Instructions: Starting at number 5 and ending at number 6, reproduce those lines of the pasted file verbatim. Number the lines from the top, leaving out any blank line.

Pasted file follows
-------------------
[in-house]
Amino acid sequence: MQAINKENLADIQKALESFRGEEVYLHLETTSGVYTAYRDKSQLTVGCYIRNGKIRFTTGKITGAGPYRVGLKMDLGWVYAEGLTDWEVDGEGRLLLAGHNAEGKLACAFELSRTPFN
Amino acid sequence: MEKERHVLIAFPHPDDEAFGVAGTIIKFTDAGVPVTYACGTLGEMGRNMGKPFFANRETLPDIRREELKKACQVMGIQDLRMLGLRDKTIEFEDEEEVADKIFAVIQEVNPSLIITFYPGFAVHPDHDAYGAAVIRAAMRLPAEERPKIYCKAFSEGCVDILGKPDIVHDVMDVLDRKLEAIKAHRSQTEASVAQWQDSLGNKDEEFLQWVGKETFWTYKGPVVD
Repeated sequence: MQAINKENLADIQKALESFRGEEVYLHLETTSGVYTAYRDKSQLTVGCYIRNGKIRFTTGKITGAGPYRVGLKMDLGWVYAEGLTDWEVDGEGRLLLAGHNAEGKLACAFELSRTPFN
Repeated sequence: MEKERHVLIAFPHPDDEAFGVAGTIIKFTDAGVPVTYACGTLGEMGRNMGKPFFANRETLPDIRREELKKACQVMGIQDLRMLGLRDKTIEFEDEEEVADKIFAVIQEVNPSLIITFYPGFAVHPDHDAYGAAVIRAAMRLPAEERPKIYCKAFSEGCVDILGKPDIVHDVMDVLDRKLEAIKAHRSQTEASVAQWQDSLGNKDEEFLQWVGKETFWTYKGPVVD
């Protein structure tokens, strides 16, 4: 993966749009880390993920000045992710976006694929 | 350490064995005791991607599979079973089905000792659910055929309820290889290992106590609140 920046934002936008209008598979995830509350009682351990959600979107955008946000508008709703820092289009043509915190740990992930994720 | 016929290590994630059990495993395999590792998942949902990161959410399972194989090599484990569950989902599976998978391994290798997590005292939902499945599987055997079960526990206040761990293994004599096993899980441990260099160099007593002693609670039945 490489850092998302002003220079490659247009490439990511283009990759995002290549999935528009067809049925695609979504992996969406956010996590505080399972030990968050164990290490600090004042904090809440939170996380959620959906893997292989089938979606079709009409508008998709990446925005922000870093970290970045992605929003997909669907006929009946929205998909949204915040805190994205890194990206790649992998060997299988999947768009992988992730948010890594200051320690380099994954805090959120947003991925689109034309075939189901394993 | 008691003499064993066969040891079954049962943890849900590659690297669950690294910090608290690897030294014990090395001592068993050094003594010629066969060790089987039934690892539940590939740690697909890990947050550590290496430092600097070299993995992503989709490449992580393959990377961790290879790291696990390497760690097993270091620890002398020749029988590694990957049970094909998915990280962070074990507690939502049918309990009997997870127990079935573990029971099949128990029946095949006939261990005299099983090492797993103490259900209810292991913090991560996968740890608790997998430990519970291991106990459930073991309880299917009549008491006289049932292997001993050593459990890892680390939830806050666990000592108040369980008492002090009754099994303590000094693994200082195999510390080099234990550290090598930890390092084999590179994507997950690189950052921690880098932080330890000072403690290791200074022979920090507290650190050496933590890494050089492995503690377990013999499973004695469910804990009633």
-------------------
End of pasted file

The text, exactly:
Repeated sequence: MEKERHVLIAFPHPDDEAFGVAGTIIKFTDAGVPVTYACGTLGEMGRNMGKPFFANRETLPDIRREELKKACQVMGIQDLRMLGLRDKTIEFEDEEEVADKIFAVIQEVNPSLIITFYPGFAVHPDHDAYGAAVIRAAMRLPAEERPKIYCKAFSEGCVDILGKPDIVHDVMDVLDRKLEAIKAHRSQTEASVAQWQDSLGNKDEEFLQWVGKETFWTYKGPVVD
């Protein structure tokens, strides 16, 4: 993966749009880390993920000045992710976006694929 | 350490064995005791991607599979079973089905000792659910055929309820290889290992106590609140 920046934002936008209008598979995830509350009682351990959600979107955008946000508008709703820092289009043509915190740990992930994720 | 016929290590994630059990495993395999590792998942949902990161959410399972194989090599484990569950989902599976998978391994290798997590005292939902499945599987055997079960526990206040761990293994004599096993899980441990260099160099007593002693609670039945 490489850092998302002003220079490659247009490439990511283009990759995002290549999935528009067809049925695609979504992996969406956010996590505080399972030990968050164990290490600090004042904090809440939170996380959620959906893997292989089938979606079709009409508008998709990446925005922000870093970290970045992605929003997909669907006929009946929205998909949204915040805190994205890194990206790649992998060997299988999947768009992988992730948010890594200051320690380099994954805090959120947003991925689109034309075939189901394993 | 008691003499064993066969040891079954049962943890849900590659690297669950690294910090608290690897030294014990090395001592068993050094003594010629066969060790089987039934690892539940590939740690697909890990947050550590290496430092600097070299993995992503989709490449992580393959990377961790290879790291696990390497760690097993270091620890002398020749029988590694990957049970094909998915990280962070074990507690939502049918309990009997997870127990079935573990029971099949128990029946095949006939261990005299099983090492797993103490259900209810292991913090991560996968740890608790997998430990519970291991106990459930073991309880299917009549008491006289049932292997001993050593459990890892680390939830806050666990000592108040369980008492002090009754099994303590000094693994200082195999510390080099234990550290090598930890390092084999590179994507997950690189950052921690880098932080330890000072403690290791200074022979920090507290650190050496933590890494050089492995503690377990013999499973004695469910804990009633």